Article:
In 1981 my knowledge of exotic and terrifying predictions about the world’s future were limited to vague references to Nostradamus, or Michel de Nostredame, the famous 16th century French apothecary and prophet and his puzzling, apocalyptic quatrains. Of passing interest, they affected my life not at all.
Ten years later I was a member of the Ramtha School of Enlightenment, a spiritual organization based on the channeled teachings of a former Washington cable TV executive, JZ Knight. My life centered around surviving “the Days to Come,” a fearful polyglot vision of karma, violent earth changes, alien invasion, terrorism, death and chaos that had members of the school scurrying to put up food, buy guns and dig vast expensive underground shelters to weather out the coming storm. At that point in my life, of all the potential visions of my future, sitting at a computer on Boxing Day 2010, above ground, calmly writing while tea brewed and my cat purred in my lap, was the least likely of all.
By 2001 I had graduated to the understanding that we were indeed screwing up the planet to such a degree that it was inevitable dire consequences would ensue, but I no longer worried about it. My focus, instead, was on what I could do to mitigate the damage that would inevitably be meted out on the unconscious masses (who always take the brunt of every social/evolutionary/climatic storm). I wrote my Congressmen and women, forwarded emails, campaigned for the Democrats, and got involved in the green building movement. Eventually I ended up working with the filmmakers of the international indie film hit What the Bleep Do We Know!? promoting films and books I hoped would help uplift the consciousness of the world enough to change the course we were on.
I was a driven woman with nothing less than the world’s salvation on my mind.
Nowadays most of us experience being driven by one thing or another – the need to change things, the need to succeed and have money, the need to be desirable, the need to get the next computer upgrade or iPhone app, the need to be beautiful, comfortable, happy, esteemed, popular – you name it.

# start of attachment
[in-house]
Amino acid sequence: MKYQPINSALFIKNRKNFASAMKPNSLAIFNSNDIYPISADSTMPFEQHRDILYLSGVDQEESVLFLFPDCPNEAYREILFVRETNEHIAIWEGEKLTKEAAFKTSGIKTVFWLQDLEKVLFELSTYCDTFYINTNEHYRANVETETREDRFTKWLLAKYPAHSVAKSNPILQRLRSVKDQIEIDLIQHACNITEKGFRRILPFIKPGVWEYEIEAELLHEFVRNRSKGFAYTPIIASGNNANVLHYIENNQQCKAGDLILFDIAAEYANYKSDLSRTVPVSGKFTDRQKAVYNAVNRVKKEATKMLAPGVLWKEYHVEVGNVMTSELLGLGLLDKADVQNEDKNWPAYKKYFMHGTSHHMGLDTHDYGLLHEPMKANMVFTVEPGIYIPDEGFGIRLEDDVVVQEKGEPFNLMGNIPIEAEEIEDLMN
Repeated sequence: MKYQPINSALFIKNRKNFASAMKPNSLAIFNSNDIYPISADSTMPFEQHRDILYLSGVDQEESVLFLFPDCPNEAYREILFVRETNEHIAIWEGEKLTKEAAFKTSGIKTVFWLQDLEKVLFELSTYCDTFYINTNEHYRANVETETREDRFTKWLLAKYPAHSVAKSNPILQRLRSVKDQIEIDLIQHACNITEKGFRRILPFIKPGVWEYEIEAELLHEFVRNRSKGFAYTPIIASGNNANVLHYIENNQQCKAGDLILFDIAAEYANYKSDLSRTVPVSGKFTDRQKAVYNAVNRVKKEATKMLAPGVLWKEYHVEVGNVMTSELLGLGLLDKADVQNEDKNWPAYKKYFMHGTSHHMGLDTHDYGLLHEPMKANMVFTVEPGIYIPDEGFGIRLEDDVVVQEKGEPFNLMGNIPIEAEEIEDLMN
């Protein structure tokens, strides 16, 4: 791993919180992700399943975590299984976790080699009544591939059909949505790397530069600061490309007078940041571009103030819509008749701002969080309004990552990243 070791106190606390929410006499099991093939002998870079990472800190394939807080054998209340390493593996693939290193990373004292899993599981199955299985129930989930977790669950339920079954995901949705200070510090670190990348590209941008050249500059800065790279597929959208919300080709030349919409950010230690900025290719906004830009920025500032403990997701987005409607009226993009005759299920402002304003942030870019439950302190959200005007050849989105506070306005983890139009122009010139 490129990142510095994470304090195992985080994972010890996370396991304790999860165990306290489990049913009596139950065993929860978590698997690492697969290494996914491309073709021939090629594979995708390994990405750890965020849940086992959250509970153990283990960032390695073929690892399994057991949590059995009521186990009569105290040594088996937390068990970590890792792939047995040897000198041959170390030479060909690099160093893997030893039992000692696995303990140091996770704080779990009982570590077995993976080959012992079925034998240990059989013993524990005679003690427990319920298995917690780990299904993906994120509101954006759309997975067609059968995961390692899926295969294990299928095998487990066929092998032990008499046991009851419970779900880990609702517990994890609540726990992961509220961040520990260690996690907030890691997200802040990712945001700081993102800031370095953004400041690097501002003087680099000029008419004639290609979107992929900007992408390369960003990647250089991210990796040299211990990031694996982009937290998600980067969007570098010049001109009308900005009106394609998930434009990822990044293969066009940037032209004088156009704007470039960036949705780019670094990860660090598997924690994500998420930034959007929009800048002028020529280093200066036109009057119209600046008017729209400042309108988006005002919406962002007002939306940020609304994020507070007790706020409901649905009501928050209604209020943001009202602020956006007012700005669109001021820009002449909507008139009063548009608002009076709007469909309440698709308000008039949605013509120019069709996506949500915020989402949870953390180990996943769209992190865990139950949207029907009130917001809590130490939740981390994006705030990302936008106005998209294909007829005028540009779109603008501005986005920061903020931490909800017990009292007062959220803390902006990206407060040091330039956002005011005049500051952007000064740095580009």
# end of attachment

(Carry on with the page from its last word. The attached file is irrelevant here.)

At the same time, we could say that much of what modern civilization focuses upon (consumption) and considers important (more things to consume at a faster rate) is insane – especially since pursuit of these VIPDs (very important personal desires) is rapidly leading us to the point of ecological disaster, climate change, terrorist brinkmanship and mass psychosis.
Let’s face it, being driven – even being driven by positive social ideals – is to become mentally obsessed, compelled, consumed, and bedeviled… all conditions that hold more than a tinge of mental instability. It doesn’t matter if your obsession is grocery store coupons, Greenpeace, Al-Qaeda, fundamentalist Christianity or Reformist Tea Party ethics… being compelled for good or for ill is not the issue. Being driven is the issue, for it is a form of madness, pure and simple.
Heading into the year 2011, over 26% of the US population now suffers from a diagnosable mental health disorder. Imagine that. Over a quarter of all our family members, office co-workers, government officials and corporate execs are verifiably mentally ill at some level or other. And if that isn’t a disturbing thought, I don’t know what one is.
So what the hell do we do about this?
Having come from a highly driven space, with all my personal and professional focus on “doing good” for over a decade, I feel I can at least comment on the potentials.
“Being” is the natural opposite of “doing.” And yet our society has become so addicted to doing that we’ve even begun framing being in “doing” terms. Millions of little children each Christmas think that “being good for Santa” really means “not doing bad;” Calvin stops throwing slush balls at Suzie, Tom Sawyer stops dipping Becky Thatcher’s braids in ink, French and German foes share rations and cigarettes in the trenches together on Christmas Day during World War I before renewing hostilities the next morning.
“Being good” is as dangerous an idea as a loaded gun is a weapon. Subject to every individual’s interpretation, every religion’s creed, every nation’s dictates, “good” can mean anything from feeding the poor to killing physicians who provide abortions. Doing good has been the excuse for every holy war and the slaughter of billions for millennia.
It’s the surplus of doing that has us in such a pickle.
But if we take the simplest understanding of goodness as meaning that which does no harm in thought, word or deed, and all of us simply moved through our days being that way, the world would be a radically different place. It would be paradise. Heaven on earth. And it would happen in a moment. No decrees. No taking action and creating legislation, no demonstrations, no Crusade, no police enforcement necessary. Everybody simply being harmless would change everything.
And all the fearful predictions of Nostradamus, all the thousands of years of doom-saying would fade away to nothing.
 From the NIMH website: Kessler RC, Chiu WT, Demler O, Walters EE. Prevalence, severity, and comorbidity of twelve-month DSM-IV disorders in the National Comorbidity Survey Replication (NCS-R). Archives of General Psychiatry, 2005 Jun;62(6):617-27.